Acclaimed Taiwanese director Hsiao-Hsien Hou’s second feature film Cheerful Wind is a touch more accessible and a good deal lighter-hearted than the latter fare which would win him accolades and adulation in equal measure. Nonetheless, this off-kilter romcom contains clear traces of his fingerprints, from the artfully framed shots, bright colours and bouncy soundtrack, to the quirky characters and unexpected plot curvature.
The film opens with a metacinematic gambit, as Hou (a director) films Luo-Tzu (Anthony Chan, himself playing a director) filming a group of young children set to appear in an advert for laundry detergent. The frivolous tone of the scene – which features an exploding cowpat – is a harbinger of things to come, as we realise the story centres on a rather bizarre love triangle involving Luo-Tzo, his photographer assistant Hsing-Hui (Fei Fei Feng) and Chin-Tai (Kenny Bee), a blind man who the pair initially exploit for their film, though it’s clear that Hsing-Hui harbours an attraction for him from the get-go.
Though all three are integral to the narrative, Hsing-Hui is undoubtedly the focus of the picture. Indeed, perhaps one of the most refreshing and enjoyable aspects of Cheerful Wind is its decision to foreground not only a female character, but one who knows her own mind and isn’t afraid to act upon it, regardless of what parents, lovers and employers may think. The lack of judgement of her free-spiritedness is commendable in a film from almost four decades ago, even if her actions do border on the morally dubious at times.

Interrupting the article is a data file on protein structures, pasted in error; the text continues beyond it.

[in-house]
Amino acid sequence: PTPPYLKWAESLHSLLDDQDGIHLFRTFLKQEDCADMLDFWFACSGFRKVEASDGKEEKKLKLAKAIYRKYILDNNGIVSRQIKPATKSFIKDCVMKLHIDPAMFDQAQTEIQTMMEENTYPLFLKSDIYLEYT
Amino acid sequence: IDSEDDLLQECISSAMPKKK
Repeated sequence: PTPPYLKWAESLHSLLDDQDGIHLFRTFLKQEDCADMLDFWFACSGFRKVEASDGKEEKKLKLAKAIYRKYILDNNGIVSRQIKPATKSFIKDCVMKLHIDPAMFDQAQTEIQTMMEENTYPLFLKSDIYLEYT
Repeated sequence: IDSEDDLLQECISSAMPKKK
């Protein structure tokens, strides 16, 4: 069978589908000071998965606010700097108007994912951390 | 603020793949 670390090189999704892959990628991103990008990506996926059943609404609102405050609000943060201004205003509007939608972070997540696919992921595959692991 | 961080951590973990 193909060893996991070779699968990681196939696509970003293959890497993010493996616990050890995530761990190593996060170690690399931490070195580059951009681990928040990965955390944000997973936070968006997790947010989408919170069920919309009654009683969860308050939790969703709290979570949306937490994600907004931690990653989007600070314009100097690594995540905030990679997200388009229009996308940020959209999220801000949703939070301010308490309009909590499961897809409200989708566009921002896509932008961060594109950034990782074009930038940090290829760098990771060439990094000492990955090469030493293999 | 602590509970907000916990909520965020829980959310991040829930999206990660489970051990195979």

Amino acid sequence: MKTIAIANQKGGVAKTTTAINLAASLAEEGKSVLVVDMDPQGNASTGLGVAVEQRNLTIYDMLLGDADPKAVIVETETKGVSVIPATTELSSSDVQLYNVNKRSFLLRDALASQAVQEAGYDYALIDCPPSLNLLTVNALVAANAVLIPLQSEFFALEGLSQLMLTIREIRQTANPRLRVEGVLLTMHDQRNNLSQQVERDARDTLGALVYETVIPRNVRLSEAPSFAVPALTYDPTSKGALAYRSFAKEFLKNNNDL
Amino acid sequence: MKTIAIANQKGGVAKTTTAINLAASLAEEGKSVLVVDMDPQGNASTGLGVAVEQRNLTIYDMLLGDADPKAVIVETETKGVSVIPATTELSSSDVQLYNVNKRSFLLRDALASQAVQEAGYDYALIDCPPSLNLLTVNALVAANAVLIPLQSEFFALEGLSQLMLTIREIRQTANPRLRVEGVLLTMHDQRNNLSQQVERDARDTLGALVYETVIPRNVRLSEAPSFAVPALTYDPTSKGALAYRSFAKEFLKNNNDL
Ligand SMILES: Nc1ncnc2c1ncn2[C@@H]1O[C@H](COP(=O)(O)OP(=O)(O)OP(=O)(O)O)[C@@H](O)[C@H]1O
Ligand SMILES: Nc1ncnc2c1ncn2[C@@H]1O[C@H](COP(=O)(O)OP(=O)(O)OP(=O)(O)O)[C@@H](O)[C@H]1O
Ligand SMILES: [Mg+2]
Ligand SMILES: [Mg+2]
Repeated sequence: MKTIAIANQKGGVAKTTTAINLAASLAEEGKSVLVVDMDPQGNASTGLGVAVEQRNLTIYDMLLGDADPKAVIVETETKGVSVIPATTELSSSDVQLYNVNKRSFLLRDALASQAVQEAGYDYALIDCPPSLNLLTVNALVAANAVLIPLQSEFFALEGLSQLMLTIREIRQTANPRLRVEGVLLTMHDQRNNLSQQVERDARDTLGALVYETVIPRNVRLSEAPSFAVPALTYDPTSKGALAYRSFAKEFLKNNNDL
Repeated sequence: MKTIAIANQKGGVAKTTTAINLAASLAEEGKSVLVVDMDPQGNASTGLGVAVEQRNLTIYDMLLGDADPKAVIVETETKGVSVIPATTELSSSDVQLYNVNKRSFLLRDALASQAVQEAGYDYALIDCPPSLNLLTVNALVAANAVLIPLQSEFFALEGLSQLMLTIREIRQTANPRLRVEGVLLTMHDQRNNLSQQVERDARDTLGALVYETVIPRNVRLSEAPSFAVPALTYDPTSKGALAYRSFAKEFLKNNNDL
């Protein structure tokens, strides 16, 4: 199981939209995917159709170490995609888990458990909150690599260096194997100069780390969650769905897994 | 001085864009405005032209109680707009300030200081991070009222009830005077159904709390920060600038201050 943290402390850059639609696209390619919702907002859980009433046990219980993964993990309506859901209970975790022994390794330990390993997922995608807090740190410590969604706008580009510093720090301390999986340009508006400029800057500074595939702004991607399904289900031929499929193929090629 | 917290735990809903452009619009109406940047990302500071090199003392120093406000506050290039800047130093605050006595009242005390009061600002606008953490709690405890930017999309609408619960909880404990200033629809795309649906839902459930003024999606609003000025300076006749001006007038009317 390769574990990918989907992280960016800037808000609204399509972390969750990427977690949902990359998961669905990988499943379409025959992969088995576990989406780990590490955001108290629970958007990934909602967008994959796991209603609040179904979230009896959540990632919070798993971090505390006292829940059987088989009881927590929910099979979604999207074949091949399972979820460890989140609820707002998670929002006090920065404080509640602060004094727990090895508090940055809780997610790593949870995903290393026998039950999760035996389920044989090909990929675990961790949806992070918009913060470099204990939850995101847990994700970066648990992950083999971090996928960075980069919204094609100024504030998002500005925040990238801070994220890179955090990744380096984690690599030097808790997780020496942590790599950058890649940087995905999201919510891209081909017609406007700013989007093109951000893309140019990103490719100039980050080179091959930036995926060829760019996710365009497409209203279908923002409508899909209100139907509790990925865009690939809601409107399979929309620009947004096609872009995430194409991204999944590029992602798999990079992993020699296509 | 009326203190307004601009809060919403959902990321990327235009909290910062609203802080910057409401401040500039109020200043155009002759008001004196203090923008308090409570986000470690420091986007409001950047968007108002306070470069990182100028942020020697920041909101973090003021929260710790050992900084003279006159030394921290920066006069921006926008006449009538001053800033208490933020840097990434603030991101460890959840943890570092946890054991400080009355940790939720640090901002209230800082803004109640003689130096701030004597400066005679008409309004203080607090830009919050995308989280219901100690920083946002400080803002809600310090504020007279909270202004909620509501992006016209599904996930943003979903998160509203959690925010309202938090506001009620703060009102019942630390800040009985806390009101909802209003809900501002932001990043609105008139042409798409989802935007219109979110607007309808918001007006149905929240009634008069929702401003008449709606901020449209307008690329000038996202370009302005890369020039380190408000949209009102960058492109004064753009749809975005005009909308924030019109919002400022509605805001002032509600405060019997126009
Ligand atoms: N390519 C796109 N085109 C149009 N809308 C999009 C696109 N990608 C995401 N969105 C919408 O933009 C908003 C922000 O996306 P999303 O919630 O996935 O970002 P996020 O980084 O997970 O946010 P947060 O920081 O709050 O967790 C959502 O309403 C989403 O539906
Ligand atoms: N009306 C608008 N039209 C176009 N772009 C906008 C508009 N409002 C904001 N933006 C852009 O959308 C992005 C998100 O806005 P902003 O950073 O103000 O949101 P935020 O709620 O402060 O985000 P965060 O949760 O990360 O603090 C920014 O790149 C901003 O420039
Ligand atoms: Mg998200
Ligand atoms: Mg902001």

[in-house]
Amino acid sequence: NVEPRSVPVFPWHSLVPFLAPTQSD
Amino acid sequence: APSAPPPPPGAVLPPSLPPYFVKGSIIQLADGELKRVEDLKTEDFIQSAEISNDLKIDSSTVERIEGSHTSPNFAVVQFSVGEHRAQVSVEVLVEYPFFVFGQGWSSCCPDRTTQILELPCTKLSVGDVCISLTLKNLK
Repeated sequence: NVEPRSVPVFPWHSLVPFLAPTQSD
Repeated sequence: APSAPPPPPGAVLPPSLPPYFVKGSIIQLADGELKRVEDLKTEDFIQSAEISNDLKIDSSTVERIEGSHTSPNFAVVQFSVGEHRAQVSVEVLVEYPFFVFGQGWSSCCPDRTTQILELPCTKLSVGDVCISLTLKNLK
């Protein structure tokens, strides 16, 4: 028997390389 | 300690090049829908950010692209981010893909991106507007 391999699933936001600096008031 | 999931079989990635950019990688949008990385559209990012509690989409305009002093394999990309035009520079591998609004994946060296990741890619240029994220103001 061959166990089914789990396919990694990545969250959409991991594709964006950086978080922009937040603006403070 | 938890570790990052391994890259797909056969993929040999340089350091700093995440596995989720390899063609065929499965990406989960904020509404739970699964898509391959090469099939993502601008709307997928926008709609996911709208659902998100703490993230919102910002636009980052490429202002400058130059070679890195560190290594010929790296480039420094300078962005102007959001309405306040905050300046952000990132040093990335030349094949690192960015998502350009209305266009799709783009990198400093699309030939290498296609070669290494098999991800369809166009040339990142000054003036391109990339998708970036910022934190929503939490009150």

While the audience are likely able to guess the eventual resolution of the story from early on, they probably won’t predict exactly how it pans out. This offbeat novelty in the narrative, alongside flashes of almost childlike charm in the chemistry between Hsing-Hui and Chin-Tai are the film’s strongest suits as it bounds along from one scene to another. Some of it is dated, for sure; attitudes towards the blind are condescending at times, while the inane comedy associated with Hsing-Hui’s country bumpkin father and his inability to grasp Mandarin dialect are well past their sell-by date.
Having said that, it’s an enjoyably eccentric ride from start to finish, never taking itself too seriously even in moments where characters embark on life-changing paths or encounter serious setbacks. Add to this an endearing innocence that’s almost reminiscent of the work of Scottish favourite Bill Forsyth and Cheerful Wind will surely find a welcome home at this year’s Taiwan Film Festival Edinburgh for any viewers keen to take in a romcom that doesn’t stick rigidly to the genre’s trite and cheesy roadmaps.
Part of the Taiwan Film Festival 2020